Opal card loophole costs NSW government $1.3 million in lost revenue
Jun 22, 2017 under Travel 95 , Australia 90
The NSW government has lost at least $1.3 million due to an Opal card loophole that allows users to tap off with a negative balance and throw away the card, potentially saving $15 or more on a single journey.
Despite the NSW Audit Office flagging the loophole in its annual reports for the past two years, the number of passengers exploiting the system has surged.
Figures show that, between July 2015 and June 2016, the amount owing to the state more than tripled from $427,000 to $1.3 million.
The number of cards with a negative balance in circulation jumped from 134,000 at June 30, 2015, to 363,000 in 2016.
"Unregistered Opal cards with negative balances cannot be recovered unless the passenger adds value to top up the card," the 2015 Audit Office report warned, saying customers can simply "discard their negative balance cards".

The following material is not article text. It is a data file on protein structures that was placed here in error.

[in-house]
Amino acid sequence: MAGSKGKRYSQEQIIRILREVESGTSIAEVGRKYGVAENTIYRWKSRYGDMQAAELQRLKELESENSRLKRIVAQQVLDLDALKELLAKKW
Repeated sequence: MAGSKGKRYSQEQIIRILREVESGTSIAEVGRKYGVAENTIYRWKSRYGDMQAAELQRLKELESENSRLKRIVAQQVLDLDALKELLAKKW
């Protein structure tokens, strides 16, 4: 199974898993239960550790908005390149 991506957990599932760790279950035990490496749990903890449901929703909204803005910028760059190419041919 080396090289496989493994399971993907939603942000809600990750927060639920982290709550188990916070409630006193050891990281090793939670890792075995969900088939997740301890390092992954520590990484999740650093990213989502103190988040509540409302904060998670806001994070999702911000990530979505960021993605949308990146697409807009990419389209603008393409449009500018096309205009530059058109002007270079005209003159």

As long as a passenger has the minimum balance on an unregistered Opal card to tap on, they can complete the journey and tap off with a negative balance.
Transport Minister Andrew Constance said: "Put simply this is fare evasion and people should always travel with enough balance to get where they need to go."